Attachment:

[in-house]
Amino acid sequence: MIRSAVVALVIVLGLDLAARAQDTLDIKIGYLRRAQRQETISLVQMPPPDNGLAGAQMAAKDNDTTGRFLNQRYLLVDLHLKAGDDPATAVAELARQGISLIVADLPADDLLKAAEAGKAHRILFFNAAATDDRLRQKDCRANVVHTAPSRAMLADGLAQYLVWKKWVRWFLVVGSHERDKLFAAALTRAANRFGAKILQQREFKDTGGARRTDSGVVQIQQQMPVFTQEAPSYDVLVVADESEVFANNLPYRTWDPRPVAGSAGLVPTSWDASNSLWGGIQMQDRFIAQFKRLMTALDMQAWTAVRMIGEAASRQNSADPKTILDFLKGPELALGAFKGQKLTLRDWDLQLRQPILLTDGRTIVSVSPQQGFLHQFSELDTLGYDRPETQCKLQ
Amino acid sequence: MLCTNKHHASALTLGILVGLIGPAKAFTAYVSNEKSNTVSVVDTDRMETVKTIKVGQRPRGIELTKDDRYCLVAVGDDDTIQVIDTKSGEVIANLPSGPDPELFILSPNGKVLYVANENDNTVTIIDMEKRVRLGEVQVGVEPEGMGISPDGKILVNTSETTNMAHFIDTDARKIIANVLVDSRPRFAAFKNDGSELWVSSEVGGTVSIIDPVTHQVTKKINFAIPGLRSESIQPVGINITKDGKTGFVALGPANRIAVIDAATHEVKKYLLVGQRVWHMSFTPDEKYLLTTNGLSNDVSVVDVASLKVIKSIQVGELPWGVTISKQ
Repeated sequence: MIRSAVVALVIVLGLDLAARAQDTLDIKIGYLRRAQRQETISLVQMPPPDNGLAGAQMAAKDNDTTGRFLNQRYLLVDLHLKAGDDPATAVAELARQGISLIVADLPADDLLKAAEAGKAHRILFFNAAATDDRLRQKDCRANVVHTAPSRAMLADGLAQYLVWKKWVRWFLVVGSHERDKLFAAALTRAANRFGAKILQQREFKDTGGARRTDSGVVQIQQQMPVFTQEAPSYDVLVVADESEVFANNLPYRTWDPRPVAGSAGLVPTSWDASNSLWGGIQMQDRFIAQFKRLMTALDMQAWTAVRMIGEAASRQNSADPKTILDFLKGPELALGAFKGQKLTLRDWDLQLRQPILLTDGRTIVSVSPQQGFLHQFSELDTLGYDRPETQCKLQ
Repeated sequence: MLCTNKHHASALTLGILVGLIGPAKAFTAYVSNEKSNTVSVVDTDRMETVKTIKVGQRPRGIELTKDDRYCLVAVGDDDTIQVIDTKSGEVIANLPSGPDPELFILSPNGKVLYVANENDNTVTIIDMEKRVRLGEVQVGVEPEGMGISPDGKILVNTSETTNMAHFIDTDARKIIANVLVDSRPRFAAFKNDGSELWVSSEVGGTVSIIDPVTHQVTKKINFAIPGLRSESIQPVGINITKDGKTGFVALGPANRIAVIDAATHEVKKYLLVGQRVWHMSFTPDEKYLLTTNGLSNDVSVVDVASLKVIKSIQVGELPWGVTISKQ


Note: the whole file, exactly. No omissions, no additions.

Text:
[in-house]
Amino acid sequence: MIRSAVVALVIVLGLDLAARAQDTLDIKIGYLRRAQRQETISLVQMPPPDNGLAGAQMAAKDNDTTGRFLNQRYLLVDLHLKAGDDPATAVAELARQGISLIVADLPADDLLKAAEAGKAHRILFFNAAATDDRLRQKDCRANVVHTAPSRAMLADGLAQYLVWKKWVRWFLVVGSHERDKLFAAALTRAANRFGAKILQQREFKDTGGARRTDSGVVQIQQQMPVFTQEAPSYDVLVVADESEVFANNLPYRTWDPRPVAGSAGLVPTSWDASNSLWGGIQMQDRFIAQFKRLMTALDMQAWTAVRMIGEAASRQNSADPKTILDFLKGPELALGAFKGQKLTLRDWDLQLRQPILLTDGRTIVSVSPQQGFLHQFSELDTLGYDRPETQCKLQ
Amino acid sequence: MLCTNKHHASALTLGILVGLIGPAKAFTAYVSNEKSNTVSVVDTDRMETVKTIKVGQRPRGIELTKDDRYCLVAVGDDDTIQVIDTKSGEVIANLPSGPDPELFILSPNGKVLYVANENDNTVTIIDMEKRVRLGEVQVGVEPEGMGISPDGKILVNTSETTNMAHFIDTDARKIIANVLVDSRPRFAAFKNDGSELWVSSEVGGTVSIIDPVTHQVTKKINFAIPGLRSESIQPVGINITKDGKTGFVALGPANRIAVIDAATHEVKKYLLVGQRVWHMSFTPDEKYLLTTNGLSNDVSVVDVASLKVIKSIQVGELPWGVTISKQ
Repeated sequence: MIRSAVVALVIVLGLDLAARAQDTLDIKIGYLRRAQRQETISLVQMPPPDNGLAGAQMAAKDNDTTGRFLNQRYLLVDLHLKAGDDPATAVAELARQGISLIVADLPADDLLKAAEAGKAHRILFFNAAATDDRLRQKDCRANVVHTAPSRAMLADGLAQYLVWKKWVRWFLVVGSHERDKLFAAALTRAANRFGAKILQQREFKDTGGARRTDSGVVQIQQQMPVFTQEAPSYDVLVVADESEVFANNLPYRTWDPRPVAGSAGLVPTSWDASNSLWGGIQMQDRFIAQFKRLMTALDMQAWTAVRMIGEAASRQNSADPKTILDFLKGPELALGAFKGQKLTLRDWDLQLRQPILLTDGRTIVSVSPQQGFLHQFSELDTLGYDRPETQCKLQ
Repeated sequence: MLCTNKHHASALTLGILVGLIGPAKAFTAYVSNEKSNTVSVVDTDRMETVKTIKVGQRPRGIELTKDDRYCLVAVGDDDTIQVIDTKSGEVIANLPSGPDPELFILSPNGKVLYVANENDNTVTIIDMEKRVRLGEVQVGVEPEGMGISPDGKILVNTSETTNMAHFIDTDARKIIANVLVDSRPRFAAFKNDGSELWVSSEVGGTVSIIDPVTHQVTKKINFAIPGLRSESIQPVGINITKDGKTGFVALGPANRIAVIDAATHEVKKYLLVGQRVWHMSFTPDEKYLLTTNGLSNDVSVVDVASLKVIKSIQVGELPWGVTISKQ